Thick columns surrounded her, supporting the overhang of the hotel; she had broken through a window that had once looked out onto the entrance driveway of the building; just a few meters away was the front entrance. Breaking the window was still the better idea; the entrance was heavily barred shut with a large metal gate. She could never have breached it.

Walking out into the street, Lillian noted that the abandoned, empty shops and stores had names written in Northamerizone English; she must still be on the same continent, which would place her somewhere within a dozen miles or so of either the East or West coasts. A sign on a damaged window nearby suggested the West Coast; "Palm Tree Lounge" seemed more like something one would find in that part of the Northamerizone.

Suddenly, an idea struck her; she trotted out to the middle of the street, box bouncing on her head, and followed it until she found what she was looking for - a manhole cover.

Property Of Corporate Utilities Anaheim California

The date was worn away, but the fact that it used the name 'California' instead of 'Pacifica Production Region' gave Lillian an idea of how old this part of the city was; the manhole cover had been installed either during, or just before the Collapse. This was easily the oldest manhole cover Lillian had ever seen.

Anaheim, Pacifica Region. Some still called it California, even today. There were no more palm trees, but there had once been, and they had grown in this region, and that explained the Palm Tree Lounge. Lillian was somewhat proud of how far she had teleported herself. Not too bad for a wanna-be alicorn from Surrey! Only... she wasn't a wanna be, she bitterly reflected. She was a don't-wanna-be alicorn. A grumble in her stomach told her that her gigantic breakfast had finally worn off; next she realized she was just terribly thirsty. It felt even hotter now, after the relative coolness of the hotel. It was always warm everywhere in the world now, but Pacifica was closer to the equator than she was used to, and the heat was really starting to get to her.

Lillian began following the street, her head sweating under the romball box. She wanted to take it off, but if anyone was around, unknown to her, she could end up in the same sort of trouble she had just escaped from and the words of the artificial cat sent by Celestia's court were very clear; she couldn't escape like that ever again. She walked for hours; at one point she kicked in the door to a market and began what she expected to be a hopeless search for anything to drink or eat.

Much to her great surprise, she found sealed bottles of sterile water; after the Great Flu, water had been sold only after complete sterilization - the flu hadn't been associated with bottled water, of course, rather it was just brilliant marketing to sell the idea of sterilized water. This too was from the Collapse, back when money had actually existed and had mattered to the average person. Since the rise of Equestria, coinage for the masses had returned to some regions; brought back by the seemingly inexhaustible Royal treasury, and the arrival of native Equestrians adventuring in the human world, or staffing the Conversion Bureaus. Lillian idly wondered how many Equestrian bits a bottle of sterile water would go for in a pony-run market.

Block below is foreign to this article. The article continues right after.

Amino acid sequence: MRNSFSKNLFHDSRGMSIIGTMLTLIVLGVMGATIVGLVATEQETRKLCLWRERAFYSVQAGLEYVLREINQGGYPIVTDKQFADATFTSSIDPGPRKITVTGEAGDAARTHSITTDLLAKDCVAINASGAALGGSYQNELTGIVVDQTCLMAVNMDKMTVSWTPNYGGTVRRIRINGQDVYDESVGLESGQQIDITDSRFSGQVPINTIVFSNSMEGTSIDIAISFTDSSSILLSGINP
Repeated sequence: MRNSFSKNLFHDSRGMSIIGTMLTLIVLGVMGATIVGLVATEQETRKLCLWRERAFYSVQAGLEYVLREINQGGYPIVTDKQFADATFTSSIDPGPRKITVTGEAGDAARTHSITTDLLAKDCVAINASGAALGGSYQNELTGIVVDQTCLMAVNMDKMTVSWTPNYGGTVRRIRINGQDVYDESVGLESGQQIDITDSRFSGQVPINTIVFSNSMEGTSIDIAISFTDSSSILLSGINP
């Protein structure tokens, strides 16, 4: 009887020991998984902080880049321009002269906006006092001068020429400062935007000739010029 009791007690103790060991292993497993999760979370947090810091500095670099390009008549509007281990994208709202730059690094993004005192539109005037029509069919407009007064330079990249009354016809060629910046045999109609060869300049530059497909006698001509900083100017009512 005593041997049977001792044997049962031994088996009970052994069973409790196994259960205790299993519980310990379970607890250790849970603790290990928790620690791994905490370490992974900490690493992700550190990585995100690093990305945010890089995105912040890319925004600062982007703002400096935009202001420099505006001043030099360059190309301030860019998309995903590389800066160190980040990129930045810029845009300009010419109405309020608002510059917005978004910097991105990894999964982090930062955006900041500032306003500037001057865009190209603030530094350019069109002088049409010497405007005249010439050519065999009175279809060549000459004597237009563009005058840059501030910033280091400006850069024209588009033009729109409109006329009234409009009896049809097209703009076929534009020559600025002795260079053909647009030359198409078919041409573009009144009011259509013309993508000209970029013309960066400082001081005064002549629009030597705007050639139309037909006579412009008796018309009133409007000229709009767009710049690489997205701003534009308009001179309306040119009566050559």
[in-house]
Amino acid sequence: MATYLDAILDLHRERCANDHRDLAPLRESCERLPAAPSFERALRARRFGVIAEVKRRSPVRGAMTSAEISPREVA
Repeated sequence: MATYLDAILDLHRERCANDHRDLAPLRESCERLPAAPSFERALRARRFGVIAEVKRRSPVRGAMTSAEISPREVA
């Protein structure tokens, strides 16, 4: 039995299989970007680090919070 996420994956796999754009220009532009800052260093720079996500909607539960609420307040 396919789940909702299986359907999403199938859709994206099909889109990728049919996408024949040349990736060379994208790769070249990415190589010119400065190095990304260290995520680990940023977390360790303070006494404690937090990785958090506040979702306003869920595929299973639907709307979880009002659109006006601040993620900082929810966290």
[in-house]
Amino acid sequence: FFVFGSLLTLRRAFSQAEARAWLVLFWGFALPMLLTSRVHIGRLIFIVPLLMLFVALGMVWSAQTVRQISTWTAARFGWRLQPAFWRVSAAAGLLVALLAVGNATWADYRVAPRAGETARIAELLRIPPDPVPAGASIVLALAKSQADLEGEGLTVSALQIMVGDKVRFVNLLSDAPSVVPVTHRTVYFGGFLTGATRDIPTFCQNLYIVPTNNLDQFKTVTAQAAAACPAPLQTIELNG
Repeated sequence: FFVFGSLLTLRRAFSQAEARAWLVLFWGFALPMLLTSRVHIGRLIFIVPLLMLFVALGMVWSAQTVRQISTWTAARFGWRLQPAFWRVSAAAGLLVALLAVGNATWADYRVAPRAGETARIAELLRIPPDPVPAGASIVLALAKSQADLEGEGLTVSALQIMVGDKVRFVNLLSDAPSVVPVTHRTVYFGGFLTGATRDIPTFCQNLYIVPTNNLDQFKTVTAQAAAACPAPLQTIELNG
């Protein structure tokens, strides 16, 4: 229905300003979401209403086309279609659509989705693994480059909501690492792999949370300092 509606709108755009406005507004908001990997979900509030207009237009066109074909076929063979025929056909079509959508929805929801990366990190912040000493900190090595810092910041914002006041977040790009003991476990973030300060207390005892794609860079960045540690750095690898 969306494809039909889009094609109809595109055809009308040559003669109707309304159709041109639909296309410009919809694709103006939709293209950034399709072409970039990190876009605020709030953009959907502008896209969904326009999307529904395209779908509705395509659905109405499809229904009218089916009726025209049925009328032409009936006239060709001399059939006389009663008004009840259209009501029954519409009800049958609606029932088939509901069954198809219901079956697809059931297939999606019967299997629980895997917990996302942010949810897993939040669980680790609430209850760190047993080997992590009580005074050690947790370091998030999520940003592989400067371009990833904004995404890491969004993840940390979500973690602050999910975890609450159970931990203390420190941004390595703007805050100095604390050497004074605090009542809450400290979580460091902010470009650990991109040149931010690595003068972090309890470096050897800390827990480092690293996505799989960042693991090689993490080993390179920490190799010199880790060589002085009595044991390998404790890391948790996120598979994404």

The water, preserved and still potable if not particularly appealing - it tasted strongly of chemicals and plastic - vastly improved Lillian's feeling of well-being. She was disappointed to find the store did not carry Nanobars; there was little in the place beyond the pallets of water in the back. Whoever had abandoned the market had probably just left the heavy water bottles as not being worth the cost of transport.

Lillian briefly considered a small stack of Happy Pies, but they were decades beyond their pull date, and despite bearing the cheery, faded label announcing they had been 'Radiation Purified', she did not want to dare them. They would not have decayed in all of that time, but other chemical reactions would certainly have occurred just between the salts and sugars and carbohydrates in the pies in twenty years on the shelf, and the result could very well be poisonous.

With her thirst slaked, Lillian headed out onto the street again, and continued seeking something, anything, that might help her. Highest on her list was an information kiosk; she could see whether her existence had been announced. That could determine just how much danger she was in from the general population. She wanted to know about what had happened to the PER, too. She couldn't help but worry for Mr. Ruffin, his son Simon, and Amelie.

More importantly, she imagined perhaps finding out something about what alicorns were, whether or not what had happened to her had ever happened before, and what the result of that might be. If, of course, such things were allowed to be known at all. That was certainly an issue.

She also wanted to research Conversion itself. Maybe there was some way she could be 'Reconverted' into a proper, ordinary mare. If the little nanomachines could rebuild a human into a pony, why couldn't they rebuild an alicorn into a pony somehow? At least it was a hope, and she needed hope more even than food.